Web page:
Even if you’ve prepared for the standard interview questions and feel ready to ace your job interview, there will be some apprehension as you wait to see what your interviewer will be like. Will he be tough and wait for you to impress him? Will she give you trick questions? Will he throw creative curveballs at you, like asking how many jellybeans are in that jar he’s snacking from?
While every hiring manager and interview will be different, there are some common personalities and experiences you can prepare for in advance. Here are four types of interview personalities and how to make them love you.
1. The Poker Face
This interviewer won’t let you know how the interview is going, and can throw your confidence if you’re not ready for her. While she may not give any emotional or physical cues to indicate if the interview is going well or not, you can still win her over.
Instead of responding based on what you think the interviewer wants to hear, take your time and form your own answers, since you won’t be able to read her reactions anyways. You can impress her by showing your knowledge in the field and how you’ve taken the initiative at work and in your career. And most importantly, remember that you’re interviewing her as well. You can get The Poker Face to open up by asking thoughtful questions about the company, as well as her experience there and what career path this job leads to.
2. The Detective
Bordering between nosy and paranoid, The Detective wants to see proof of every certification or skill you have, as well as track your every move in real life and on social media. While this interview personality may come off too strong, there are ways to turn this snoop into a friend.
First off, listen carefully to each question he poses, and be sure to give complete answers that address his concerns. You’ll be able to pick up clues of your own in his questions, and figure out what the company values and needs. For instance, if he’s pressing for proof that you’ve handled projects on your own, he may need an employee who can take the initiative and be a problem-solver. Also, be ready in advance for The Detective and come to the interview with any materials or technology that will be relevant to the job. If you do forget anything, assure him that you’ll send the information immediately after the interview, and be sure to get his contact info.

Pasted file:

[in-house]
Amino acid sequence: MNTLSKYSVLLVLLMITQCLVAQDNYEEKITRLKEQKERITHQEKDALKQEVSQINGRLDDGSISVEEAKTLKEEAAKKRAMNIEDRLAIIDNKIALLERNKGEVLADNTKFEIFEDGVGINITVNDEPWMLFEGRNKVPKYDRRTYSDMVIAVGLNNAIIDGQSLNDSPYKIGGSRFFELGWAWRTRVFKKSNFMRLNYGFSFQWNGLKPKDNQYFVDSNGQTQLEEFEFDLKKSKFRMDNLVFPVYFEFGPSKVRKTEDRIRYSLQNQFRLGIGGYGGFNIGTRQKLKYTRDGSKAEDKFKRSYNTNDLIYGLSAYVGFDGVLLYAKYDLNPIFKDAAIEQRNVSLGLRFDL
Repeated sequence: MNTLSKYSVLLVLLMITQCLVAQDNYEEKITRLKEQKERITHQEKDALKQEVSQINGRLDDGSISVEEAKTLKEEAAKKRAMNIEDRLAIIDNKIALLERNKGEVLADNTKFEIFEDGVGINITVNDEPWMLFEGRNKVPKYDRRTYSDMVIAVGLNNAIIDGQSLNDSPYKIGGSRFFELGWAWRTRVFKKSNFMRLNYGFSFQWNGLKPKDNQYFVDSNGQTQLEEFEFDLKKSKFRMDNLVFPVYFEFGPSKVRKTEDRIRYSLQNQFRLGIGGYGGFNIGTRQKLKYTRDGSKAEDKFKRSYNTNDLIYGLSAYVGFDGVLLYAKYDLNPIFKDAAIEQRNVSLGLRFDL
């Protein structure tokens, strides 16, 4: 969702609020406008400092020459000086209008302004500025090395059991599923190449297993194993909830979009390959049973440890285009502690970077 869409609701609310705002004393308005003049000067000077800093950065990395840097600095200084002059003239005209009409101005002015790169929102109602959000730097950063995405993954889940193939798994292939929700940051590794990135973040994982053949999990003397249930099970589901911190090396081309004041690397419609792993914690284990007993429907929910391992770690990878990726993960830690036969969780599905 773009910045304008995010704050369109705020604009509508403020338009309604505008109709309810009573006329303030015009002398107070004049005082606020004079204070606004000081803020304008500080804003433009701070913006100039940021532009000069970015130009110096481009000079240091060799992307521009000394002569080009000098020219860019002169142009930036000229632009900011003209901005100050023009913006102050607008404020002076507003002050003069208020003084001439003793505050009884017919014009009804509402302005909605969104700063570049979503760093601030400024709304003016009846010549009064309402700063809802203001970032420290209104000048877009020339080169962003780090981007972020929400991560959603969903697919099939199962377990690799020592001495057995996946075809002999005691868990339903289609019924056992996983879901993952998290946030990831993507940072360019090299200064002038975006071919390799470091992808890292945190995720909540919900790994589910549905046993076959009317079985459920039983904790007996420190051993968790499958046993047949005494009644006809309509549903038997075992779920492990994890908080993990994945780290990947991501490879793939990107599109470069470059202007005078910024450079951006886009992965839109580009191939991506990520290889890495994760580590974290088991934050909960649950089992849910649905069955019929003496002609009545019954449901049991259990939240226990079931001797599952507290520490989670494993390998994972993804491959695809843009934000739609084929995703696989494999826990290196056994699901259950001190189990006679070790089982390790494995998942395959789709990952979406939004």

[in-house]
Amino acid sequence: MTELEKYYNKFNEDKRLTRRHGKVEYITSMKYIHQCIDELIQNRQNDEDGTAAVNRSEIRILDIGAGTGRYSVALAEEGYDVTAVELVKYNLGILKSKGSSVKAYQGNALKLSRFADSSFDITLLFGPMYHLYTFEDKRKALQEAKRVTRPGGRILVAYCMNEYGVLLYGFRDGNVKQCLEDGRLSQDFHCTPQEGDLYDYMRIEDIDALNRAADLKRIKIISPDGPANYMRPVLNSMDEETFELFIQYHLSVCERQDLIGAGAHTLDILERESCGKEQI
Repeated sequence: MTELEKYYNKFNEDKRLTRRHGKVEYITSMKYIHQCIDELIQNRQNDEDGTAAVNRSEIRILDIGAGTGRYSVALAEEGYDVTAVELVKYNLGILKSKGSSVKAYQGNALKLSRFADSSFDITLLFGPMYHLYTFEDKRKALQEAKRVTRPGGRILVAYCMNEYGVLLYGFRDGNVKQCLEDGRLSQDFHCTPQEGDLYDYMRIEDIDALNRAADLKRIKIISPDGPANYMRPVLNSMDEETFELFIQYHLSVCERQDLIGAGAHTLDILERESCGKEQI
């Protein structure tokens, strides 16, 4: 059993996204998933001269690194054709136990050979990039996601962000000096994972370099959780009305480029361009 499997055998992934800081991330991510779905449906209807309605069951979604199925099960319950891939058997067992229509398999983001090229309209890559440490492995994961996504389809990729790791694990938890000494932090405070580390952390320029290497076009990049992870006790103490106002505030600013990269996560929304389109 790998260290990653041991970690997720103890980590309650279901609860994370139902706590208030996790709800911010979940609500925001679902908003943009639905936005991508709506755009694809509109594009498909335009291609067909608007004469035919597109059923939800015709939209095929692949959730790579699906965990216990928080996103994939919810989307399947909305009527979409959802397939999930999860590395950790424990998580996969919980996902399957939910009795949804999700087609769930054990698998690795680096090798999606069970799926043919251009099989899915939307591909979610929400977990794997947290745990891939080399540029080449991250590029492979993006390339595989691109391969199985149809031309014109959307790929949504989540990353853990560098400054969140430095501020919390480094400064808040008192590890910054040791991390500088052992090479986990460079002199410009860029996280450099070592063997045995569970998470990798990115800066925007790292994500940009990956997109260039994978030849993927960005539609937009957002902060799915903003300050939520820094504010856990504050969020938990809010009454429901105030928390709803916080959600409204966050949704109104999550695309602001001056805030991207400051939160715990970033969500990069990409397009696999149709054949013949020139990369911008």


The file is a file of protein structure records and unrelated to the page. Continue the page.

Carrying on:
3. The Intimidator
Some interviewers get carried away by the power that comes with being an interviewer. Or perhaps they’ve been in the field so long that they’ve forgotten what it feels like to be a newcomer to a company or role. Either way, this interviewer’s going to be tough on you and expect you to prove your qualifications for the job.
Don’t back down under pressure. It’s important that you demonstrate your industry knowledge and what steps you’ve taken to better yourself. You want to make it clear that you can add value to the team and will bring your own strengths. If The Intimidator’s hardly impressed by your accomplishments, there’s still the opportunity to do well in the interview. Express an interest to learn more and point to this company as a clear example of industry leadership. Also ask questions about The Intimidator’s own career and what steps or advice they’d have you follow.
4. The Headless Chicken
This interviewer may not have known he would be meeting with you today, or that he’d be interviewing job candidates at all. Or, The Headless Chicken is extremely unorganized and hasn’t prepared to meet with you. Either way, you may accidentally be the one in charge in this interview.
Even though your interviewer will need some time to get the interview rolling, don’t let this fluster you or dash your hopes of an ace interview. The Headless Chicken will hand you a lot of the questions and hope that you’ll carry the interview, which works to your advantage. Give complete answers about your background, education and training, areas of expertise, and future career plans. If you have any strengths or bragging points, be sure to work them in, since you may not be given another opportunity. If the interviewer’s erraticism raises red flags, though, listen to your gut. The interview is a chance for you to decide how you feel about the company, too.
No matter who’s interviewing you, remember to show up early and prepared, and be confident in your abilities. When you’re a strong candidate for the job, every interviewer will be interested.